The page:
News was circulating in some media and social networks ahead of today, warning of strong security presence on the road to the airport and fines for journalists with no permission to use their equipment inside the airport. While the process of getting to the airport was described by most people as smooth, others refrained from coming to avoid troubles.
“I think the security refrained from blocking today’s movement for two reasons,” says Mohamed Abdel Qoddous, head of the Press Syndicate’s Liberties Committee. “One is that Egypt is debating its human rights records at the Universal Periodic Review at the Human Rights Council in Geneva today. Another reason is that ElBaradei is a prominent figure.”
Besides making a broader statement for change, ElBaradei’s persona was referenced by supporters who came to welcome him. “He deserves all our support for he showed his will to contribute to reforming the country,” says Hamdi Qandil, journalist and columnist. “ElBaradei joins the Egyptian people in their quest for a democratic regime,” says novelist Alaa Al-Aswany, who refused condemning ElBaradei’s credibility on the basis that he has been living out of Egypt and is hence deemed an “outsider” by some.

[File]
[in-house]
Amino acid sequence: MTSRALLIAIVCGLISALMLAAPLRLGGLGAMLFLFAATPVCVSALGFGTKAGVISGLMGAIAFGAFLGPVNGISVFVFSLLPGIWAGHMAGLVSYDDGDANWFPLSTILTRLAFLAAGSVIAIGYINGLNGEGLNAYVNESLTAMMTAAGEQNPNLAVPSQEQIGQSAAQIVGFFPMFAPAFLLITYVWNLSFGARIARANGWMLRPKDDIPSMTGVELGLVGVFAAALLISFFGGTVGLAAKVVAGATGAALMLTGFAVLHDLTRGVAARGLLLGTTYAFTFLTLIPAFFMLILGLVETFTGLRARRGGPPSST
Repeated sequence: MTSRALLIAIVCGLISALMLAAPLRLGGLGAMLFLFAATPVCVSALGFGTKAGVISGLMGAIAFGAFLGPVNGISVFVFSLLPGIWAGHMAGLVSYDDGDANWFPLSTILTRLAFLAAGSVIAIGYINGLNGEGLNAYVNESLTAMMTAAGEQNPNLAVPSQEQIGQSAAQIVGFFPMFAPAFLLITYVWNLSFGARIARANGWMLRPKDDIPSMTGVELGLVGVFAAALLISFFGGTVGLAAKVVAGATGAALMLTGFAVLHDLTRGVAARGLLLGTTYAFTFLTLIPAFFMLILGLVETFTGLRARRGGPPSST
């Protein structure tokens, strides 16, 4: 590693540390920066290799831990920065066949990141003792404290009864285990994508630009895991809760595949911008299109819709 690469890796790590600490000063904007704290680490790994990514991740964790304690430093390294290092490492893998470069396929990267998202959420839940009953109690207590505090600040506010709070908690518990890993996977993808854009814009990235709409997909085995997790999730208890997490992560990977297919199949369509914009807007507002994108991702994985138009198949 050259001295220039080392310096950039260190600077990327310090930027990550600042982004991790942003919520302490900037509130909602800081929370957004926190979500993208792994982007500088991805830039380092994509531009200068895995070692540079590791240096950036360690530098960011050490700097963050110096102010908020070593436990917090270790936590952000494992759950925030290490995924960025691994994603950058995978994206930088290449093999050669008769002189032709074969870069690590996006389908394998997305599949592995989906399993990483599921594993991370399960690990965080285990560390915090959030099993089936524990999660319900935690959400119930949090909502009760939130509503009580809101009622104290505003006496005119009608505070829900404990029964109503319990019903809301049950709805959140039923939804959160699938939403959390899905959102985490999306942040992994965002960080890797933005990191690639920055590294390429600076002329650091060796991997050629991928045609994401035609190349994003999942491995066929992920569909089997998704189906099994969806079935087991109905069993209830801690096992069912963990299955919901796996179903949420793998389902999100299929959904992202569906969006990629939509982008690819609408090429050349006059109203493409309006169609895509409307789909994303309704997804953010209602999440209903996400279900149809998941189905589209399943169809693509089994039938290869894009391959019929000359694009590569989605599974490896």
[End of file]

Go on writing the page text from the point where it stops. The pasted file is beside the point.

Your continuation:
But for Al-Aswany, and probably for others, today’s action is not necessarily a bet on ElBaradei per se, but rather is a step in a popular struggle for reform. “For anyone to think that an oppressive regime can turn into a democracy today or tomorrow, it is pure naiveté. For anyone to think that the struggle for democracy starts from zero is also naiveté. Democracy happens step by step. Today is an important step but is also an extension to 2005, the time when youngsters went to the streets and shouted down with Mubarak for the first time ever. People today are the offspring of 2005.”